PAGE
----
Jennifer Liberto, CNN
WASHINGTON (CNNMoney) – In a rare moment of bipartisanship, the House was expected to overwhelmingly pass a bill Thursday aimed at making it easier for small companies to grow and go public.
The bill would ease certain rules that the Securities and Exchange Commission enforces on small companies going through the process of becoming a publicly traded company. The Senate is working on a similar version of the bill, and President Obama has indicated he supports it.
The package is en route to becoming one of the few pieces of legislation aimed at boosting job creation and the economy to be signed into law in the past few years.
The bill is named the Jumpstart Our Business Startups Act and Republicans have been referring to it as the JOBS Act, the same acronym as a different and more ambitious White House initiative aimed at spurring jobs.
“Let’s build on this bipartisan momentum,” said House Majority Leader Eric Cantor on Thursday. “With the JOBS Act, we have an opportunity for both parties to come together and get some results.”
The bill would phase in SEC rules on small companies with less than a billion dollars in gross revenue that go public, putting them into effect over five years instead of all at once. After five years, or if the company’s gross revenue exceeds $1 billion, the company would have to abide by all SEC deadlines and rules.
The bill would also allow small companies to advertise and solicit investors when going public, which is currently prohibited. And it would allow them to raise more money from larger numbers of small, less sophisticated investors.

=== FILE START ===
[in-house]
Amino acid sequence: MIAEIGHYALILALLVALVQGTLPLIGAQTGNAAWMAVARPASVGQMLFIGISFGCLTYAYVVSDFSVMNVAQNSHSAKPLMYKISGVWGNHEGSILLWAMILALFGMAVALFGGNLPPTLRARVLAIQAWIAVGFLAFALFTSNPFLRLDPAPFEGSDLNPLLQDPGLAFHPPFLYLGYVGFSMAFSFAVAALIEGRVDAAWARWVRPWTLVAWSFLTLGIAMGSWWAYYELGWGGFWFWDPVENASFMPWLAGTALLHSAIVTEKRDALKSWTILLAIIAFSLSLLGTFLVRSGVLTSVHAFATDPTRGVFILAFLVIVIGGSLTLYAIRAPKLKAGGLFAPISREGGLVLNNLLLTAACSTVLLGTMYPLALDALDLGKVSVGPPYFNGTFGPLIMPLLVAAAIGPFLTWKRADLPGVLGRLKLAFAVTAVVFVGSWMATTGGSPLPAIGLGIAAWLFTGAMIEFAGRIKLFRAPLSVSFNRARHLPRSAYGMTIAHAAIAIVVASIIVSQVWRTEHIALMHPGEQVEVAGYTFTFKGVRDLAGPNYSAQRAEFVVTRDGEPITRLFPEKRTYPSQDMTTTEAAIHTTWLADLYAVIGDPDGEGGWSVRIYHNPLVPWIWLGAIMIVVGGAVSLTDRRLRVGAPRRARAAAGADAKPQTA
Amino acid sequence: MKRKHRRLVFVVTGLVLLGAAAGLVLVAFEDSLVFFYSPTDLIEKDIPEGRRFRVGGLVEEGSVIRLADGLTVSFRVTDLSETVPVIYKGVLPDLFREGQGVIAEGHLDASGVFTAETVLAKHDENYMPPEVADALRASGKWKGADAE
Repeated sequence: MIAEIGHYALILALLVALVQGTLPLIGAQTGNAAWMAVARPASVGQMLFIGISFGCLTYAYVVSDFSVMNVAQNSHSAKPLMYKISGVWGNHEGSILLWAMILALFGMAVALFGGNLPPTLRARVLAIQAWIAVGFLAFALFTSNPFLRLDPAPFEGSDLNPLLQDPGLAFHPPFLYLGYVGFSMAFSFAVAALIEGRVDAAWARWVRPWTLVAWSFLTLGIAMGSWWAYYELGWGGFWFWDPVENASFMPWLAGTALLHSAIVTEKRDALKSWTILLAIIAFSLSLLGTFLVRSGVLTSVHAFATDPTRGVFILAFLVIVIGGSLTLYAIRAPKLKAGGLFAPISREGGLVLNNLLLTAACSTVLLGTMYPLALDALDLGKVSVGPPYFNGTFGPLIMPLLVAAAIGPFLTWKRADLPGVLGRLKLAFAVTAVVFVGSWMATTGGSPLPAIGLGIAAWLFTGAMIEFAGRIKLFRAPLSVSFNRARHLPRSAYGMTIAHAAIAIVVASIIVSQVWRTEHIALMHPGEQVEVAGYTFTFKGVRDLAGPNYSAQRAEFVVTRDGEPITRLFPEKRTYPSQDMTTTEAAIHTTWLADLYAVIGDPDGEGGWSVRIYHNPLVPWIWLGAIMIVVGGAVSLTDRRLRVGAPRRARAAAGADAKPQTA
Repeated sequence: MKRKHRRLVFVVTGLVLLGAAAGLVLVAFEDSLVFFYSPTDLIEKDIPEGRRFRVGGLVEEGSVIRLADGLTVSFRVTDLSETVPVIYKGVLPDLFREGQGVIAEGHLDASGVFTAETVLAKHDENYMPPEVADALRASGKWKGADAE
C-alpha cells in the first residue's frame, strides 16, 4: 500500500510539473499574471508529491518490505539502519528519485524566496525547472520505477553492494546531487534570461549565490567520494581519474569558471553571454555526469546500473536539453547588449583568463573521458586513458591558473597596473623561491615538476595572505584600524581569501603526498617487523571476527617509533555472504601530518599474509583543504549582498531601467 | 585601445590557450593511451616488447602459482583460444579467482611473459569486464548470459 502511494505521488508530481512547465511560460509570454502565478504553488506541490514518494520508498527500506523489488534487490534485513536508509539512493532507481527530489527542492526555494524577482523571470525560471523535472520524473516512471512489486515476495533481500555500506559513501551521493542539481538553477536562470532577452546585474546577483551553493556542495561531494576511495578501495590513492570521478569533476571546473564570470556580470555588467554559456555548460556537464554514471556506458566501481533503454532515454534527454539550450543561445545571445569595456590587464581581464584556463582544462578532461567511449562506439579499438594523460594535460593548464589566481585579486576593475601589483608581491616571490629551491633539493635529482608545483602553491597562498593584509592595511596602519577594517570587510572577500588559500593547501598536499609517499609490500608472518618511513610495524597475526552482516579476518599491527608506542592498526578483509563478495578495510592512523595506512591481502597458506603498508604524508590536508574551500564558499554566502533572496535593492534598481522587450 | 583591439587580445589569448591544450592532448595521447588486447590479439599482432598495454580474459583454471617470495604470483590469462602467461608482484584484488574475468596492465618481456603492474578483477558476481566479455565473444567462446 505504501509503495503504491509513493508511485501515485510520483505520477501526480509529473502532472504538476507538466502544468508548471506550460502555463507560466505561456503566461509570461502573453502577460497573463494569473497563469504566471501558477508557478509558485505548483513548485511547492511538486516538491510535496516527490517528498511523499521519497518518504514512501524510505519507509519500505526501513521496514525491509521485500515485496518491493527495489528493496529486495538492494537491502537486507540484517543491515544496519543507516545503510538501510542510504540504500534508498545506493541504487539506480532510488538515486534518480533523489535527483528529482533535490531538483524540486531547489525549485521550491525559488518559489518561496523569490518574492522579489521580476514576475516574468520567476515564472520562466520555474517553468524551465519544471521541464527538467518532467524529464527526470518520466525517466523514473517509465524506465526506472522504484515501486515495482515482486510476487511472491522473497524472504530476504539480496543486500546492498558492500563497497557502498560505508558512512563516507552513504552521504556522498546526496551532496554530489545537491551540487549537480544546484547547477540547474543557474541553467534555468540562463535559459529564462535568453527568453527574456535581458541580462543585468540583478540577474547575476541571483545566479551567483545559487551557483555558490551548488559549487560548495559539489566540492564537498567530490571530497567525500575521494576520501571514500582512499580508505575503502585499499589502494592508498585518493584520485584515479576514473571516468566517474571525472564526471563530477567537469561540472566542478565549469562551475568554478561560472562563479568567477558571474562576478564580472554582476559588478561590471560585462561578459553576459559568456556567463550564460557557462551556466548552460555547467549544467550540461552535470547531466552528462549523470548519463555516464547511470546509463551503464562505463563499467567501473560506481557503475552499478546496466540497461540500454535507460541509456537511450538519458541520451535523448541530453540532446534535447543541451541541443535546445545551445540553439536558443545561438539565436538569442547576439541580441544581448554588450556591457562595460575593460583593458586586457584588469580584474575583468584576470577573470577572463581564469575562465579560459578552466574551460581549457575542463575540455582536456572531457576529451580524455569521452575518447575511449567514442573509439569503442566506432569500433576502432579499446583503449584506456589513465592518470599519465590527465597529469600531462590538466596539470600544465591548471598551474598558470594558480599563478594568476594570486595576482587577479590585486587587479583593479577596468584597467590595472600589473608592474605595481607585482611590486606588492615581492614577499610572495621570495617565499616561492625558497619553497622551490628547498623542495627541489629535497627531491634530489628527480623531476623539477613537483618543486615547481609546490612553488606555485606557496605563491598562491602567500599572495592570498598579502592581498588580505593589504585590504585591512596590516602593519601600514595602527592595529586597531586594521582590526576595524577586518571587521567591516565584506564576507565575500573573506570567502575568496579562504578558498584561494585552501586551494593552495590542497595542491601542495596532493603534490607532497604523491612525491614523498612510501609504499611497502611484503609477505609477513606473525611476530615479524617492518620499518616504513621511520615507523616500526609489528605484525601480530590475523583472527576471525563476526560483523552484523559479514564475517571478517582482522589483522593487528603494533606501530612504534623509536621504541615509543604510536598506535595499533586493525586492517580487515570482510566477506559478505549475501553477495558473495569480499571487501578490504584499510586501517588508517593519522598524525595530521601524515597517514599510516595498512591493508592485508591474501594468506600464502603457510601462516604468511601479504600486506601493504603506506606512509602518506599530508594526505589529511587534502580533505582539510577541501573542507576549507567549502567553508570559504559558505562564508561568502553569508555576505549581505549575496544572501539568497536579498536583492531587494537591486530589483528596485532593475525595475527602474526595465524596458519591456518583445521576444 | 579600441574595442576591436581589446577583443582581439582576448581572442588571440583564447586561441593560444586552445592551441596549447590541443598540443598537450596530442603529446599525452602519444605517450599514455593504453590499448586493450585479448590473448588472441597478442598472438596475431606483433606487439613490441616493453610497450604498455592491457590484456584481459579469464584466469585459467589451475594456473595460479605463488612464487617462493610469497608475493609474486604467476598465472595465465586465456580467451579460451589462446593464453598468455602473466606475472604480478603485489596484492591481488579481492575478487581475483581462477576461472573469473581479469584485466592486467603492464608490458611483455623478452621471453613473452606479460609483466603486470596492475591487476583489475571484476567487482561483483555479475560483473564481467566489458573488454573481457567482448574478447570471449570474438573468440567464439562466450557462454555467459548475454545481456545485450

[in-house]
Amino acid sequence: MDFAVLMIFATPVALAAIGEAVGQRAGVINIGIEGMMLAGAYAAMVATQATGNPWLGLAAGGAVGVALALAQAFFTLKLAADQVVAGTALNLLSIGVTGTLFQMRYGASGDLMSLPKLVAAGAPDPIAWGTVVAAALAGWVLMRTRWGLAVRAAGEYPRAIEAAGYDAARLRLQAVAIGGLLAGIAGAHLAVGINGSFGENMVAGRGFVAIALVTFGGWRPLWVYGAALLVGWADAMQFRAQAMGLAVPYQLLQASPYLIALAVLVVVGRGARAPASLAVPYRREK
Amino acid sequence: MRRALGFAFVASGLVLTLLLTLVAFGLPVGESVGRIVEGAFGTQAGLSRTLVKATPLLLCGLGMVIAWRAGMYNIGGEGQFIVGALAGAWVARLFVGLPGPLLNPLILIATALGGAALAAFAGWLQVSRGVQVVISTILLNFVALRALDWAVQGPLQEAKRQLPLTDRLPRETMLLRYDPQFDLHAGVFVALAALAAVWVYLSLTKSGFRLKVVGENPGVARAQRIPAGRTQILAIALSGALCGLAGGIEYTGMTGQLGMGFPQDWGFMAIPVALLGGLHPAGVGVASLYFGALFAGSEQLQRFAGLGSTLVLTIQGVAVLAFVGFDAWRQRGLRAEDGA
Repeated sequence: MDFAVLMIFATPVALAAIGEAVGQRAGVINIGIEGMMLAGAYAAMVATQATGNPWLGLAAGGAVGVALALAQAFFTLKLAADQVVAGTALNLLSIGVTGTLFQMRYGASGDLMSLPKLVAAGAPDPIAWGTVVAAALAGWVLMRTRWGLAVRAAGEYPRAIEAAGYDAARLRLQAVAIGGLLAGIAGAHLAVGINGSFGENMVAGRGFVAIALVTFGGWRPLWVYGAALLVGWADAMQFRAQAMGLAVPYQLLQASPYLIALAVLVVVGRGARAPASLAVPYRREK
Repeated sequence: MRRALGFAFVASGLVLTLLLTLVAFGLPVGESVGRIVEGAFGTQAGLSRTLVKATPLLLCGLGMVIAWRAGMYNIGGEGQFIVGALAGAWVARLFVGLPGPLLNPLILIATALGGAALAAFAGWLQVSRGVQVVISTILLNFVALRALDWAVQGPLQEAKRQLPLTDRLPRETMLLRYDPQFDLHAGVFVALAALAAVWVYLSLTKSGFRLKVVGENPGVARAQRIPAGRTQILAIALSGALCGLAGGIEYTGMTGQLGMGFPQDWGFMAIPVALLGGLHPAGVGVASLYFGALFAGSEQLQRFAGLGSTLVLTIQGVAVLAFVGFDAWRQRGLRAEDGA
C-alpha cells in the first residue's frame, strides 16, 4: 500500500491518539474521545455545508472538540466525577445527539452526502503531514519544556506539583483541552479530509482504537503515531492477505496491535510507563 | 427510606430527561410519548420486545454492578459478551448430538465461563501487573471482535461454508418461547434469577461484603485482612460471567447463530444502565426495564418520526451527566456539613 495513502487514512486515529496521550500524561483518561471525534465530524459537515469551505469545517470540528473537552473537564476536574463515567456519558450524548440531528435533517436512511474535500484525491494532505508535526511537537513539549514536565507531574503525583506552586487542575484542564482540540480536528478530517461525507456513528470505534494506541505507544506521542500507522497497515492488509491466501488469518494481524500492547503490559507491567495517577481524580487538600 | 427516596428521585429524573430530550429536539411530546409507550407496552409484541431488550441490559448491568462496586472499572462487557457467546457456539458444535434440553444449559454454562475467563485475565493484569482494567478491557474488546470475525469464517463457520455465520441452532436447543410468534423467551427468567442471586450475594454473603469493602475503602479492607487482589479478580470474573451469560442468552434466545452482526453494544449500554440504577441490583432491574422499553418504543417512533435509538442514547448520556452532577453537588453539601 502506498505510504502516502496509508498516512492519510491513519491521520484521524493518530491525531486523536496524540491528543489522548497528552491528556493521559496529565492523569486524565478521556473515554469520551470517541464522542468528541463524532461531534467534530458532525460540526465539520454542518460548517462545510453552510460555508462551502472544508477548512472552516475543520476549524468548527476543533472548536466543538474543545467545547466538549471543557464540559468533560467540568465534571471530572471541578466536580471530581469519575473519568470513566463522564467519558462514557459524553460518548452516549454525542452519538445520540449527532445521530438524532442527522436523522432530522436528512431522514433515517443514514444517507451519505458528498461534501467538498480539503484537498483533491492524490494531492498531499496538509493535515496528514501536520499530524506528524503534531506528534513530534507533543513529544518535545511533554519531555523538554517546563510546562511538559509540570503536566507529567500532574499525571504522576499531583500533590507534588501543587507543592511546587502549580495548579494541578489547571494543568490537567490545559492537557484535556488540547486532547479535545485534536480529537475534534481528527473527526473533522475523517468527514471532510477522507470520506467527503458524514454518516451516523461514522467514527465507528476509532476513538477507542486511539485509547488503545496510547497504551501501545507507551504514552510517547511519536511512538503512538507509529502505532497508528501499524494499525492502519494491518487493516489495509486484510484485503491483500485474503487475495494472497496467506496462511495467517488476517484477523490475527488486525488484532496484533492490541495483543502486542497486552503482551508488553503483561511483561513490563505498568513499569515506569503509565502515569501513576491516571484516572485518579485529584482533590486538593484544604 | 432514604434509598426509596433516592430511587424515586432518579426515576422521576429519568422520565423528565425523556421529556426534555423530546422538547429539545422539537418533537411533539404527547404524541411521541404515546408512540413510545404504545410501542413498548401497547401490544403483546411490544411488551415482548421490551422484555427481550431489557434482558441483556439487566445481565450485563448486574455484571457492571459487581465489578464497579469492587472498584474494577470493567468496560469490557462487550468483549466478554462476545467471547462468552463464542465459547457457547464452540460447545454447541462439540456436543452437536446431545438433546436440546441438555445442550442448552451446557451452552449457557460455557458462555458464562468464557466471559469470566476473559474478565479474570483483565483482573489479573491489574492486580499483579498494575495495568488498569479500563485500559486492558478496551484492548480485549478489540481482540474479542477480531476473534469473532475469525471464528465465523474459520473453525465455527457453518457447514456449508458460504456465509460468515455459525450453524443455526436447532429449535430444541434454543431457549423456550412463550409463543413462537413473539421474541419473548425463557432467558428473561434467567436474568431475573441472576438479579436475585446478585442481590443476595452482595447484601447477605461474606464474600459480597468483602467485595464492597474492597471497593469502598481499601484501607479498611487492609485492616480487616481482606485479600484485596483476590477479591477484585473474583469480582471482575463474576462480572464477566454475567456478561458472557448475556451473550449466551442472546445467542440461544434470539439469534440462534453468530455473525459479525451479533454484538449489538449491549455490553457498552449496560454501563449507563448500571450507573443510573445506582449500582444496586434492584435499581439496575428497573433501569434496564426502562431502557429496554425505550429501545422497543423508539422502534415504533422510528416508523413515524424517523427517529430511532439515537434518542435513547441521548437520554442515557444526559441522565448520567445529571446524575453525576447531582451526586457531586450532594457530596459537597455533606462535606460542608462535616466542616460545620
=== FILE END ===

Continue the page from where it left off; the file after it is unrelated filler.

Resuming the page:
Republicans took turns on the House floor making promises that the bill would help jump start the economy. The measure would be “creating new growth opportunities for America’s small businesses, for start-up companies and for entrepreneurs,” said Rep. Spencer Bachus, an Alabama Republican who chairs the Financial Services Committee.
Democrats groused about the legislation’s “JOBS” acronym, and they tried to introduce an amendment that would have forced bigger companies to detail how many employees they have in the United States versus abroad.
“We have one of the foolish acronyms that’s not very helpful,” said Rep. Barney Frank, a Massachusetts Democrat.
The Senate Banking Committee has been working on a similar piece of legislation and Majority Leader Harry Reid indicated the Senate would take up the bills next week. If the Senate passes the bill, then the two chambers would work out the difference in a conference committee, according to a Senate aide.
“We’ve been working on this bill for months,” said Adam Jentleson, a Reid spokesman. “We’re all for (House Majority Leader) Cantor coming around to working with us after him blocking us at every turn.”
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